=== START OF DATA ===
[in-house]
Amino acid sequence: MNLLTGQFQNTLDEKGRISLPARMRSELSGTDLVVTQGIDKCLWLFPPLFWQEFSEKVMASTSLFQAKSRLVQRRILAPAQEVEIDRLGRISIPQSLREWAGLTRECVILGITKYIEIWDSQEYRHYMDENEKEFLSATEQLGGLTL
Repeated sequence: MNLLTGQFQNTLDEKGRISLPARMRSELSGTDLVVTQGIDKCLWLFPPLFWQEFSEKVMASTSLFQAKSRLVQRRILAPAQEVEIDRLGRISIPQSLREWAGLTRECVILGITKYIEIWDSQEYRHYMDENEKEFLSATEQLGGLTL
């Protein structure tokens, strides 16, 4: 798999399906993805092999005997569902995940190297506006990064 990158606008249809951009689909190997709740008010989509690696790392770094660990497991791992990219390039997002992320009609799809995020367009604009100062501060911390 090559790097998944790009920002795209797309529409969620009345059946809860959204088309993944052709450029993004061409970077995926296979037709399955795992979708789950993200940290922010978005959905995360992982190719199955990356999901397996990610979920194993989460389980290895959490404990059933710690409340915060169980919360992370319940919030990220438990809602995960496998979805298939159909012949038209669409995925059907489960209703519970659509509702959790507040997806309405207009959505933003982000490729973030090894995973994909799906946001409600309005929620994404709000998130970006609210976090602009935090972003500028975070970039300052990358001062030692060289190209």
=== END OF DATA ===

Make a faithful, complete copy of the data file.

[in-house]
Amino acid sequence: MNLLTGQFQNTLDEKGRISLPARMRSELSGTDLVVTQGIDKCLWLFPPLFWQEFSEKVMASTSLFQAKSRLVQRRILAPAQEVEIDRLGRISIPQSLREWAGLTRECVILGITKYIEIWDSQEYRHYMDENEKEFLSATEQLGGLTL
Repeated sequence: MNLLTGQFQNTLDEKGRISLPARMRSELSGTDLVVTQGIDKCLWLFPPLFWQEFSEKVMASTSLFQAKSRLVQRRILAPAQEVEIDRLGRISIPQSLREWAGLTRECVILGITKYIEIWDSQEYRHYMDENEKEFLSATEQLGGLTL
């Protein structure tokens, strides 16, 4: 798999399906993805092999005997569902995940190297506006990064 990158606008249809951009689909190997709740008010989509690696790392770094660990497991791992990219390039997002992320009609799809995020367009604009100062501060911390 090559790097998944790009920002795209797309529409969620009345059946809860959204088309993944052709450029993004061409970077995926296979037709399955795992979708789950993200940290922010978005959905995360992982190719199955990356999901397996990610979920194993989460389980290895959490404990059933710690409340915060169980919360992370319940919030990220438990809602995960496998979805298939159909012949038209669409995925059907489960209703519970659509509702959790507040997806309405207009959505933003982000490729973030090894995973994909799906946001409600309005929620994404709000998130970006609210976090602009935090972003500028975070970039300052990358001062030692060289190209």